Apple has posted a new job listing for a signal integrity and power integrity manager to join its team that builds custom chips for use in future mobile products, asking for experience in working with interface standards including DisplayPort.
The job listing, discovered by AppleInsider, describes the position as working within the "group at Apple that develops SOCs that will be used in Apple mobile devices," referring to the "system on a chip" devices designed by Apple and currently built by Samsung, including the A4 used inside iPhone 4 and the A5 powering the iPad 2.
A signal integrity engineer manages issues with sending electrical signals through chips, circuit boards, and interconnects between devices, preventing crosstalk, signal attenuation and power supply noise from overpowering data signals.
Apple asks for SI experience in working with both serial and parallel data links, naming DisplayPort (a digital serial link for video that the company currently uses only on its Mac desktops and notebooks) and LPDDR2 (a parallel data bus used by the type of fast RAM used inside the iPad 2's A5 chip).
This indicates that Apple is likely working to add support for the DisplayPort video standard to upcoming versions of its SOC, perhaps as soon as the delivery of the upcoming A6.
Apple currently only supports the older, analog composite VGA and digital parallel HDMI video standards for output from the iPhone 4, iPad and iPad 2. Adding the modern new digital serial DisplayPort link would enable future iOS devices to drive the new crop of displays that are beginning to appear, including Apple's own new Thunderbolt Display.
Thunderbolt, external displays and video input
There's no evidence to suggest that Apple will also incorporate SOC support for Thunderbolt's separate high speed data interconnect features, which the company added to its Mini DisplayPort jacks on new Macs released this year.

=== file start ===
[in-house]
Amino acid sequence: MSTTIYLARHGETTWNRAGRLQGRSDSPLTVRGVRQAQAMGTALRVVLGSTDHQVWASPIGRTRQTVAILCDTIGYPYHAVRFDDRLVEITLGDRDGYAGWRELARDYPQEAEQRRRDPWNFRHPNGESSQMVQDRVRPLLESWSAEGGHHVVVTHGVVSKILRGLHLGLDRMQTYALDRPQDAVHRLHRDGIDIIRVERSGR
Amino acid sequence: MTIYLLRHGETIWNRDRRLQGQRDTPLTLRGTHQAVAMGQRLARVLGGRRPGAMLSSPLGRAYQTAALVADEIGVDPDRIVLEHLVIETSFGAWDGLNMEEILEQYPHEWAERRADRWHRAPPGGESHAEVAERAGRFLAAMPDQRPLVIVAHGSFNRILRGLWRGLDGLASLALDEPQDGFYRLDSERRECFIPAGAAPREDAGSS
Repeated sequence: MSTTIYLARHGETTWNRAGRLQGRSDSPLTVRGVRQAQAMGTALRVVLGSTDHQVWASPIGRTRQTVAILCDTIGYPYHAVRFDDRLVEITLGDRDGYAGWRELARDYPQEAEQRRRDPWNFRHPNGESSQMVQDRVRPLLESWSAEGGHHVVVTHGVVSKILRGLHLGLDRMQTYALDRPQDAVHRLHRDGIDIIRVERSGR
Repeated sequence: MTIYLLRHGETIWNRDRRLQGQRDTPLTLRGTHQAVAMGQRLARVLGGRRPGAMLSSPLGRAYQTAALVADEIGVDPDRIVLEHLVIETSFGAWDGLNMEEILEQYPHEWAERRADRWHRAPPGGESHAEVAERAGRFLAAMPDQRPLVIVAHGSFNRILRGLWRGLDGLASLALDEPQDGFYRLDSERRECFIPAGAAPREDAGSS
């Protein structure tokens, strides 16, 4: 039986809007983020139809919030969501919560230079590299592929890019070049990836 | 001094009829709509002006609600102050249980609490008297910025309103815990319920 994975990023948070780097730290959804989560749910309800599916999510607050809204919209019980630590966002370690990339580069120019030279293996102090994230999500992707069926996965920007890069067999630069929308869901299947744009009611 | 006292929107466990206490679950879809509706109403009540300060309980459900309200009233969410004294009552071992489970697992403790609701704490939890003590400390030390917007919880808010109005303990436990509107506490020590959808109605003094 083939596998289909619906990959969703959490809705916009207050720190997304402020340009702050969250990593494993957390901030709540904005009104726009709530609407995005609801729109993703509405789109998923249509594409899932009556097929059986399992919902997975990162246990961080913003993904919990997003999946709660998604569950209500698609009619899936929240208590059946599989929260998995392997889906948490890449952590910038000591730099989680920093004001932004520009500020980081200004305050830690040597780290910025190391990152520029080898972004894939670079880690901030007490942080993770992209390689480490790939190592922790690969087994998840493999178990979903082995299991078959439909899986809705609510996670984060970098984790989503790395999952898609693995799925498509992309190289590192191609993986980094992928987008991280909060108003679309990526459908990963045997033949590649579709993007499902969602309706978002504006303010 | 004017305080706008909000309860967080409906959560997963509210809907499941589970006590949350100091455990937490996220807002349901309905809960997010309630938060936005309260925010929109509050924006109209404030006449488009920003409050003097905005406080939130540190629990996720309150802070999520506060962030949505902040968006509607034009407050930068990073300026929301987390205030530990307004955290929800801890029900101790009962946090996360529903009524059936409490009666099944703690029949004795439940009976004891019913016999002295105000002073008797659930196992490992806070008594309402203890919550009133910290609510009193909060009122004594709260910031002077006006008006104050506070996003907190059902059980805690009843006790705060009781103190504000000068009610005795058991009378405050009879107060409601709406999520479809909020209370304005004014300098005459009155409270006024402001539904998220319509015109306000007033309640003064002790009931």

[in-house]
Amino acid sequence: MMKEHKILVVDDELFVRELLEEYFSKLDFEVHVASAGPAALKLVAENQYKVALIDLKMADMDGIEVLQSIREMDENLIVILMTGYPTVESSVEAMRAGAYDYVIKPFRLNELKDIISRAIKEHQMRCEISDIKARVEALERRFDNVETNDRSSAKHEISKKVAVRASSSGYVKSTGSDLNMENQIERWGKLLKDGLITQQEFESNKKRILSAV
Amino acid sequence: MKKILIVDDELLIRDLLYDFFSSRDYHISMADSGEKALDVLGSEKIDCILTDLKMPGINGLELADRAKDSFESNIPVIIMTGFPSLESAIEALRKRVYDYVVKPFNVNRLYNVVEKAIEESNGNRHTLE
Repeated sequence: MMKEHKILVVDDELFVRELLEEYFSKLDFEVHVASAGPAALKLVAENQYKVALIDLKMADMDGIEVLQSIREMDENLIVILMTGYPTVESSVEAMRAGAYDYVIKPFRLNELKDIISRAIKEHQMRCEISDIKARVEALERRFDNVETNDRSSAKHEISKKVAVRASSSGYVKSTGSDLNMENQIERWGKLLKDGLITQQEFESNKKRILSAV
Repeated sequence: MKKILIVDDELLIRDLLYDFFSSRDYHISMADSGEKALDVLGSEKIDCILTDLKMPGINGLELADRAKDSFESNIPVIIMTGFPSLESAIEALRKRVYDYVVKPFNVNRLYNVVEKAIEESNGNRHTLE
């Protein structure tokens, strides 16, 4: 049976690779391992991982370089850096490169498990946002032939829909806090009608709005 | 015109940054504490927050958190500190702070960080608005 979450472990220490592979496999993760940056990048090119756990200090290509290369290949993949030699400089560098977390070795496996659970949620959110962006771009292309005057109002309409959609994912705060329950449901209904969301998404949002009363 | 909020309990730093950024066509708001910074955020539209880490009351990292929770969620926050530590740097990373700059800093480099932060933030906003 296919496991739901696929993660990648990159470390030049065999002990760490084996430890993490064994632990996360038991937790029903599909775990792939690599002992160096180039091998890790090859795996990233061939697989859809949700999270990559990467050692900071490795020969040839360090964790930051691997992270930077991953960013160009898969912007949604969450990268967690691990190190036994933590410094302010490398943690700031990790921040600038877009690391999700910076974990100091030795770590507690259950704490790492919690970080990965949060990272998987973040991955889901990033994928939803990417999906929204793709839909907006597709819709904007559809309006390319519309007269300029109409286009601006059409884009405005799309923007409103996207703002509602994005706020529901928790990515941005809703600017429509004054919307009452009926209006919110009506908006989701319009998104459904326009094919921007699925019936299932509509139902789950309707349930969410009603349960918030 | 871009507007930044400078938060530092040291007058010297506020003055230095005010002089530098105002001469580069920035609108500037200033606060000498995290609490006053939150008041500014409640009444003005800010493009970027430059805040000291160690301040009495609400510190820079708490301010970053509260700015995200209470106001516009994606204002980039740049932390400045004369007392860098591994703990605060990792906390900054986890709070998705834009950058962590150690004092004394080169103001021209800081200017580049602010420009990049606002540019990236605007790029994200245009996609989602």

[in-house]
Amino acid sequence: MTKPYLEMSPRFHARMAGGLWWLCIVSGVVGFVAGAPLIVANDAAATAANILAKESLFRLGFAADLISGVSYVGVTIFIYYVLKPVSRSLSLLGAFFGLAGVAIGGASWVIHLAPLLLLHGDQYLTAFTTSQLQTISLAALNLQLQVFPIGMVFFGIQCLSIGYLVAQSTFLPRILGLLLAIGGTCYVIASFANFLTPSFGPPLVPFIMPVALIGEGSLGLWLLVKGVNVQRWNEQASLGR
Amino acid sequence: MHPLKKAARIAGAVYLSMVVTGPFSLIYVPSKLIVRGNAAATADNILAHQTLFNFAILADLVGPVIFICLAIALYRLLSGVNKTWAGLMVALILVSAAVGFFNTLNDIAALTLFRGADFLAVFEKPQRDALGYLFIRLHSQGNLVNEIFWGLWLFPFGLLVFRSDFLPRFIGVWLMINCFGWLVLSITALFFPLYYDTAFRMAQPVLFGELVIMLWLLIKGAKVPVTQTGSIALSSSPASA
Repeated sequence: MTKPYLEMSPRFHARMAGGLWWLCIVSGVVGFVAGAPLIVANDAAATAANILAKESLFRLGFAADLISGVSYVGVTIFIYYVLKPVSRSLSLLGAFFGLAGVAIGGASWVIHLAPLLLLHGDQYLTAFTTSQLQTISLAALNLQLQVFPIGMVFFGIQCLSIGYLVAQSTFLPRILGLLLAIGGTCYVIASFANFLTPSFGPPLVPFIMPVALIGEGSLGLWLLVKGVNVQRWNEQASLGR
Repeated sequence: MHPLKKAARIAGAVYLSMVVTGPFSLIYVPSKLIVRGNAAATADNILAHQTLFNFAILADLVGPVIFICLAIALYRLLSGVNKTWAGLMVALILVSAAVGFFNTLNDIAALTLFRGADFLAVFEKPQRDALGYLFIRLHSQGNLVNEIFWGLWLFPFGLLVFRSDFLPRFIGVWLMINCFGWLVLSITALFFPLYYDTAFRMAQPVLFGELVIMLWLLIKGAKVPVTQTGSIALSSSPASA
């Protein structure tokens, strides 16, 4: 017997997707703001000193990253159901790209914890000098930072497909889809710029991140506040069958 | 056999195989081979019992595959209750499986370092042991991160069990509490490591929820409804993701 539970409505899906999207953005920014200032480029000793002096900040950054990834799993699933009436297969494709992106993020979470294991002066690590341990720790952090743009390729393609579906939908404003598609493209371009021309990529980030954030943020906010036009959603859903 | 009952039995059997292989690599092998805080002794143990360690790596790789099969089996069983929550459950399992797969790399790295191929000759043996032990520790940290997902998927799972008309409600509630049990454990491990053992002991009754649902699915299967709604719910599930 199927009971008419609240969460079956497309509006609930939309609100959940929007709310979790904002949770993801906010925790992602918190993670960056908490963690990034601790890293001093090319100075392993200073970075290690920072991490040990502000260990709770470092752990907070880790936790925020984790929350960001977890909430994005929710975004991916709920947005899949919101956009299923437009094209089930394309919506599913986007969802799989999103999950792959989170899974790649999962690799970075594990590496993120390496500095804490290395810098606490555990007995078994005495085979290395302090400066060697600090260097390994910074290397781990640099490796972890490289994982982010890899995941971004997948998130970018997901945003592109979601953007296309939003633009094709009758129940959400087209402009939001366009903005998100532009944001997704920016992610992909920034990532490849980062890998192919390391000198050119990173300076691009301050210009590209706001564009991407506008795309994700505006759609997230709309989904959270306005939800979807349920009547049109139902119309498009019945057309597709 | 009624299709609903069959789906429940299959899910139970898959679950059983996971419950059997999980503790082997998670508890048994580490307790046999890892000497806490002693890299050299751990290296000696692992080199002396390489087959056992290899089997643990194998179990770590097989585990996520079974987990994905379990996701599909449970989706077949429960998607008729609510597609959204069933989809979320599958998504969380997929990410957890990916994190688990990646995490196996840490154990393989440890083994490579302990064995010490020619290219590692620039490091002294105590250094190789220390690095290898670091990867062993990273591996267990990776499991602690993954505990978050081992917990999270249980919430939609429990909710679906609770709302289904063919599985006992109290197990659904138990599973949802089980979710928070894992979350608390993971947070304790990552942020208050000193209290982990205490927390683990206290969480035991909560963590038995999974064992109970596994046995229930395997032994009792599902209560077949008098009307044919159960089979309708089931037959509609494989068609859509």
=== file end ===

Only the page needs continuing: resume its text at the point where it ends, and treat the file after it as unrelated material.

Thunderbolt pairs a direct, high speed link to the CPU (based on Intel's PCI Express standard) on the same cable as DisplayPort video, allowing modern Macs that support the new interconnect to drive one or more external displays while also connecting to high speed external storage devices and supporting bridge connections to alternative interfaces such as USB 2.0, Firewire, and Gigabit Ethernet.
However, the addition of DisplayPort support for iOS devices could make it easier to link future mobile devices to modern displays, as well as extend support for the bidirectional video feature in the latest versions of the video standard, making it possible to use an iPad as an external display for a MacBook Air, for example.
Currently, only the 27 inch iMac's DisplayPort supports the use of the system as an external display. Adding such a feature to iPads, particularly new ones with ultra high resolution displays, would add value to the product among mobile users and creative professionals.